Silkworms Fed on “Green” Dyed-Leaf Diet Spin Naturally Colored Silk

by , 12/05/13   filed under: Eco-Fashion News, Eco-Textiles

American Chemical Society, silkworms, silk, natural dyes, all-natural dyes, eco-friendly dyes, eco-friendly textiles, sustainable textiles, eco-textiles, eco-friendly fabrics, sustainable fabrics, eco-fashion, sustainable fashion, green fashion, ethical fashion, sustainable style, Anuya Nisal, Kanika Trivedy

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Scientists have discovered a better way to obtain colored silk from silkworms. By feeding silkworm larvae a modified diet of spray-dyed mulberry leaves, researchers from the National Chemical Laboratory in India were able to obtain “intrinsically colored” cocoons without the vast amounts of water and chemicals associated with the traditional dyeing process. Textile dyeing is one of the most polluting aspects of the garment industry, demanding mammoth quantities of water for bleaching, washing, and rinsing. Most methods also result in a stream of toxic effluent that requires extensive treatment before it’s released into our waterways.

PREVIOUSLY ON ECOUTERRE: New Silkworm Diet Naturally Dyes Silk, Reduces Water Consumption

American Chemical Society, silkworms, silk, natural dyes, all-natural dyes, eco-friendly dyes, eco-friendly textiles, sustainable textiles, eco-textiles, eco-friendly fabrics, sustainable fabrics, eco-fashion, sustainable fashion, green fashion, ethical fashion, sustainable style, Anuya Nisal, Kanika Trivedy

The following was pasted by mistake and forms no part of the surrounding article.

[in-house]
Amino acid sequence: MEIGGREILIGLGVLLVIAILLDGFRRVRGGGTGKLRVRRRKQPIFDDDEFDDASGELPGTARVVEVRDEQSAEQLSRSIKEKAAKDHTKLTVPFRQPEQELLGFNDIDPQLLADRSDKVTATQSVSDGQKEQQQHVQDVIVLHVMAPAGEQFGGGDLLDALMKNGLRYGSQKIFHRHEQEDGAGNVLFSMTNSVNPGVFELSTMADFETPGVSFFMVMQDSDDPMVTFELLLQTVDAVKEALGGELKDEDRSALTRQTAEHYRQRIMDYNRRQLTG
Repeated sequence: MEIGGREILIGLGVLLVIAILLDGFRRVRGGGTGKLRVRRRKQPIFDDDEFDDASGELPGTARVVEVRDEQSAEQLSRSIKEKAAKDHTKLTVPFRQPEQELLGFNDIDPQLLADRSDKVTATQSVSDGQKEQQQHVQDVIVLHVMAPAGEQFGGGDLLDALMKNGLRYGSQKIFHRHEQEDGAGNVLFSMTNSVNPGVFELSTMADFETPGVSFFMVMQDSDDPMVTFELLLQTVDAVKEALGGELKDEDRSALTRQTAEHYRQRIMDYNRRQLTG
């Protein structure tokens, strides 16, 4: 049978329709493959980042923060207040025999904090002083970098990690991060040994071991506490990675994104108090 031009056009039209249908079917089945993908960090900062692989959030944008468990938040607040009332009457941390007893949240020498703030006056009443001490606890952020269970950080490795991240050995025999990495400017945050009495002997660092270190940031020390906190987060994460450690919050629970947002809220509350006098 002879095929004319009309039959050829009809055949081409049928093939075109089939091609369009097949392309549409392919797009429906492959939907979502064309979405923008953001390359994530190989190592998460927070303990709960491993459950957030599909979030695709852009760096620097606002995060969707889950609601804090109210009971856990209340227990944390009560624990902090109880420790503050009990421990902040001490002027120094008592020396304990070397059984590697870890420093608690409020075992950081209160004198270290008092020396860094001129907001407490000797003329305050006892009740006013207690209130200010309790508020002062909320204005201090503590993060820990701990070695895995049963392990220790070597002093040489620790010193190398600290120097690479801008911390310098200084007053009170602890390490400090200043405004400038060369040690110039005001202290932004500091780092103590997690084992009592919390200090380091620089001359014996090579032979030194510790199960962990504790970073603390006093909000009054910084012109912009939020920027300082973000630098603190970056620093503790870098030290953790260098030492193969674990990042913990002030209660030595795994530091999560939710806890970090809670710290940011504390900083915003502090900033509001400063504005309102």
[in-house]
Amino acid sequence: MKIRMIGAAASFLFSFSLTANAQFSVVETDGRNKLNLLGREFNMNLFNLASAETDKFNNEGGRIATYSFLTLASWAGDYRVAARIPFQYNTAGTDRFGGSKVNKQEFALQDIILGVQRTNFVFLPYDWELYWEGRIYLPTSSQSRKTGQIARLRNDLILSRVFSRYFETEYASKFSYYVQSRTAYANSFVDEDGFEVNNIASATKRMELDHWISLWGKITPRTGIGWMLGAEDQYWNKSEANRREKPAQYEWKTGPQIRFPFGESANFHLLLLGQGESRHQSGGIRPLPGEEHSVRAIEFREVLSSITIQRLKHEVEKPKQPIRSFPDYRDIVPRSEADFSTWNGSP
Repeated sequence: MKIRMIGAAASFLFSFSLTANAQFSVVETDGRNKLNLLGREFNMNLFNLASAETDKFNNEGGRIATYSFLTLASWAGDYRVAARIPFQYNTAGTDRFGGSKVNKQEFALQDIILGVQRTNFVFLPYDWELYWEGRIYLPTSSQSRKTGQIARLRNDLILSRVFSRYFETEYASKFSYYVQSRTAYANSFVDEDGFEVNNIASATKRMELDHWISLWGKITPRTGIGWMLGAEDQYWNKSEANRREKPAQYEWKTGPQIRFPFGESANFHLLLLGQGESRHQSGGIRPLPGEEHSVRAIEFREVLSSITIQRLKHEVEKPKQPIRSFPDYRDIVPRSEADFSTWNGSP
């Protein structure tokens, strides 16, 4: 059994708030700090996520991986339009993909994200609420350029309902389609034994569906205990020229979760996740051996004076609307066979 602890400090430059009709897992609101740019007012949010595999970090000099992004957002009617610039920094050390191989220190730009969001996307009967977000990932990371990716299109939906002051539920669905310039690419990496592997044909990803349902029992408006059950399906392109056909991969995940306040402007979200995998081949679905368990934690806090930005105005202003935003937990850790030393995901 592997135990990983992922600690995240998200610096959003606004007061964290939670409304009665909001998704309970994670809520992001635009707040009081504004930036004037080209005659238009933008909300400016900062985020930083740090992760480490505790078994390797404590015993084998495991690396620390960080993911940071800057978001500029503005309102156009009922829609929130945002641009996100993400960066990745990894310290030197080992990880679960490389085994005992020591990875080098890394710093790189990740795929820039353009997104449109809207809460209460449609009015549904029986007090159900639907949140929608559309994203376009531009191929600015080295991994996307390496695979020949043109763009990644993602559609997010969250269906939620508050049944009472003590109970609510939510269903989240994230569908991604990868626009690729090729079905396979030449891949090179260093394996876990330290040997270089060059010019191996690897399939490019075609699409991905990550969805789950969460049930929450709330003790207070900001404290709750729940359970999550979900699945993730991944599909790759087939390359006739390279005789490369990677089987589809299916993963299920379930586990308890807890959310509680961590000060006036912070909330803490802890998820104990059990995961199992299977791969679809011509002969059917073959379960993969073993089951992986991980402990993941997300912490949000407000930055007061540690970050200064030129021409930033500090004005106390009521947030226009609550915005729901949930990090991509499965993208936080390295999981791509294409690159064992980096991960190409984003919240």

Photo by Shutterstock

WHAT YOU EAT

A diet of dyed leaves that coaxes silkworms to spin colored, rather than white, cocoons, on the other hand, could do much alleviate this enormous environmental burden. Still, there’s one kink in the scheme: Not all colorants will work the same way. To test the technique, Anuya Nisal, Kanika Trivedy, and their colleagues turned to AZO dyes, a class of inexpensive synthetic chemicals employed by more than half of the world’s textile mills despite reports of carcinogenic properties. (That’s a whole other kettle of tinctures to explore.)

Of the seven dyes they tested, only three were incorporated into the caterpillars’ silk.

Of the seven pigments they tested, only three were incorporated into the caterpillars’ silk. (None, they noted, appeared to affect the silkworms’ growth.) Nisal, Trivedy, and their team found that certain traits, such as the ability to dissolve in water, affected the efficacy of the dye.

Their conclusion? More work needs to be done before a one-size-fits-all solution can be found. Still, the work is not naught. “These insights are extremely important in development of novel dye molecules that can be successfully fed to Bombyx mori silkworm larvae for producing intrinsically colored silk of various colors and shades,” they write in their report.

+ Press Release

+ American Chemical Society

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